1. A positive breach of contract exists when, in consequence of a culpable violation of his duty to perform, the debtor causes damage to the creditor which exceeds the amount equal to the value of the performance or if he endangers the performance of the contract to such an extent that the creditor cannot be required to continue with the contract [references]. The second case is excluded here since it is principally concerned with continuing contractual relations, but in both cases the debtor has violated his obligation; liability arises under the contract. However, normally at least, a contractual obligation terminates with the performance of the contract; in the present case the defendant's acts, which the plaintiff regards as a positive violation of the contract, occurred at a time after the contract had been completely performed. For when the defendant acquired the area in the rear, opened it up for development by building an access road and obtained administrative consent, the purchased land had been paid for, handed over and conveyed. Thus no contractual obligation existed any longer which the defendant could still violate. However, even if a contract has been brought to an end by complete performance, certain after-effects may remain, just as at the initiation of negotiations for a contract may have pre-contractual effects. The requirement that a contract must be performed according to good faith and in accordance with common practice (para. 242 BGB) may impose upon the debtor the duty to carry out, or to desist from carrying out, certain acts ... Thus ... a lessor who has let a flat to a medical practitioner must permit a notice of change of address during an adequate period after the tenancy has come to end [references]. Where the transaction involves a single, quickly executed exchange of goods, the continuation of a duty on the part of the debtor to act constantly in agreement with the contractual purpose of the other party cannot normally be assumed without further reasons and for an indefinite period ... Matters are different, however, when land is sold and conveyed. There the special circumstances of the individual case must be determining. In the present case the plaintiff ... has bought his plot precisely on the assumption, shared by the defendant, that the land at the rear would not be developed. Consequently, the defendant is not necessarily relieved of the charge that he has acted positively in contravention of duties as a debtor according to good faith in as much as he proceeded to develop the area at the rear as early as one year after the plaintiff, relying on the assumption that this area would not be developed, had built a dwelling house on the purchased land. According to para. 276 BGB even a clause in the contract of sale exempting him from any liability under the warranty would not, according to para. 276 s. 2 BGB relieve the defendant from liability for an intentional contravention.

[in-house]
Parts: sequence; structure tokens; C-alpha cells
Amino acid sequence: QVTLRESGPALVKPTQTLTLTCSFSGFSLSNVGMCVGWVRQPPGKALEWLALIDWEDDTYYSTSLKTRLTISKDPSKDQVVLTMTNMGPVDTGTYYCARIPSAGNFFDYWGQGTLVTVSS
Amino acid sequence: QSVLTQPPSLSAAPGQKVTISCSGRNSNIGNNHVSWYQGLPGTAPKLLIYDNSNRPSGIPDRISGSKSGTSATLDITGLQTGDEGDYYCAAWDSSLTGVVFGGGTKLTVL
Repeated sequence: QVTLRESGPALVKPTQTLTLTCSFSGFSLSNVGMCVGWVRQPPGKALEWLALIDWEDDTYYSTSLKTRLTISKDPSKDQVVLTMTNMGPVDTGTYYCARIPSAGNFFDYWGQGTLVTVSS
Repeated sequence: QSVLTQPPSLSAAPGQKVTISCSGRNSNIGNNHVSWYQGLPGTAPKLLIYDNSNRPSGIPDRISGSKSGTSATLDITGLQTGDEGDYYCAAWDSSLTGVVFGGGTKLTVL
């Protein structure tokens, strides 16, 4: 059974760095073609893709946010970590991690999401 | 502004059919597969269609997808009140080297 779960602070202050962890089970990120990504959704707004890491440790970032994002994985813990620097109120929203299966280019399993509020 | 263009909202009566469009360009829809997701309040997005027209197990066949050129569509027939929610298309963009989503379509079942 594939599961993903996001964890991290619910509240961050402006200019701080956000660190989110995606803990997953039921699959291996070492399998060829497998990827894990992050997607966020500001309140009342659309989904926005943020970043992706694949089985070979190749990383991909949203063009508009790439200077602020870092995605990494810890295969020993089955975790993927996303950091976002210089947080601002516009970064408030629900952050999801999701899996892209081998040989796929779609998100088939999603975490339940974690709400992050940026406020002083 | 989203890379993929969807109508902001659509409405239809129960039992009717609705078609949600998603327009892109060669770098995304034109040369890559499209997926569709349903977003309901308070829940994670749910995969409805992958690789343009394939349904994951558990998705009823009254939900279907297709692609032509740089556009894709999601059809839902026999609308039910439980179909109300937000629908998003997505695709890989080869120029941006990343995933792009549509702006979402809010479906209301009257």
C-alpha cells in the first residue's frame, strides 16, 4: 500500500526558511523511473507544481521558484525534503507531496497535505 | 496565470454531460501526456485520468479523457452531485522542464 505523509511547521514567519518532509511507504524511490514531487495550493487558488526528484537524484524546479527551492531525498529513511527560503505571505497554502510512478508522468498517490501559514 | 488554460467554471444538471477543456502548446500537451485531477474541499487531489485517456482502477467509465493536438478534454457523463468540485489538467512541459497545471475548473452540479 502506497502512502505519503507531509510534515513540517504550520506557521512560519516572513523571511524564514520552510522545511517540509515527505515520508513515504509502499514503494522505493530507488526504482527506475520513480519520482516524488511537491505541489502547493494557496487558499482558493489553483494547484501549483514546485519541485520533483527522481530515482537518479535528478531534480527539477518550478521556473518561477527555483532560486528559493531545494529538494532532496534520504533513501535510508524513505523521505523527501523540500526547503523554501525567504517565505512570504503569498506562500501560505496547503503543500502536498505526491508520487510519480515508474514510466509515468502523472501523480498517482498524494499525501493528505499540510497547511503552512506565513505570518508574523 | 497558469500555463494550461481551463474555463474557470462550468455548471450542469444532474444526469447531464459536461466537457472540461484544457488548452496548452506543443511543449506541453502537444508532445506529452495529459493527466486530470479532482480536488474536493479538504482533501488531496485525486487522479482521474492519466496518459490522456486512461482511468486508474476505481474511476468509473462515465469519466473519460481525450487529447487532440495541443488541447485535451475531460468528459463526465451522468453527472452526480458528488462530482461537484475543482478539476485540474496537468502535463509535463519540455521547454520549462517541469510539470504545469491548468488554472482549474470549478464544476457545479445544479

It might be objected against the legal conclusions advanced here that the defendant (who did not act fraudulently or gave an express warranty) is at most liable to reduce the purchase price, on the ground that the possibility of development and not the subsequent building operation constitutes a defect of the object sold but that he is not liable to pay damages for having failed to perform his obligation or even to pay more ... Such an approach would, however, underestimate the effects of the contract concluded between the parties and would equate to a great extent the factual consequences that the area can be developed with those that it has been developed. It is true that if, in agreeing on the sale, the parties proceeded from the assumption that the area in the rear could not be developed, the absence of the feature assumed by the contract to exist constituted a defect of the plot sold and if a third party without the assistance of the defendant had developed this area and placed a building on it, the plaintiff would not have been able to sue either the defendant or the third party for compensation of the damage not made good by the reduction of the price - leaving aside the remedies available under para. 226, 826 BGB. However, in relation to the plaintiff, the defendant was not in the position as any third party. Between the two the contract created a legal relationship, the binding obligation of which based on the general conviction, rooted in morals, that a word, once given, must be kept. As long as the area in the rear remained in fact undeveloped, the plaintiff could only be said to suffer damage exceeding the reduction due to defect, due to the danger that the area might be developed one day. As long as the defendant continued to adhere to the contract, this danger ... was not to be treated seriously. Only because the defendant acted contrary to the spirit of the contract, a mere danger became ... actual damage. It would be contrary to the natural sense of justice if a contracting party were not to be held liable for the damaging effects of such a conduct which is contrary to the contract and cannot be excused on legally relevant grounds. Of the provisions on tort only para. 826 could be applicable. This states that a person who intentionally causes damage to another contra bonos mores is liable to pay compensation. The Court of Appeal has accepted that the plaintiff has suffered damage. The pleadings, which the Court of appeal found not to be untrue, show that the damage was caused intentionally. The duty of the defendant to pay damages depends therefore upon the answer to the question whether his conduct at the time of the conclusion of the contract or the fact that he subsequently built upon the area at the rear is contrary to bonos mores. As to the former, the defendant is absolved, since the Court of Appeal did not find any fraud. As to the latter, any act contra bonos mores could only be founded on any previous activities of the defendant at the time when the contract was concluded. For the pleadings do not show conclusively that the defendant, in developing the land proceeded with the considered intention of damaging the plaintiff, and the findings of the Court of Appeal refute it. The violation of a contractual duty, considered by itself, does not, however, constitute an act contra bonos mores [references] ... In these circumstances the justified interests of the plaintiff re satisfied by referring him to his remedy based on a positive breach of the contract.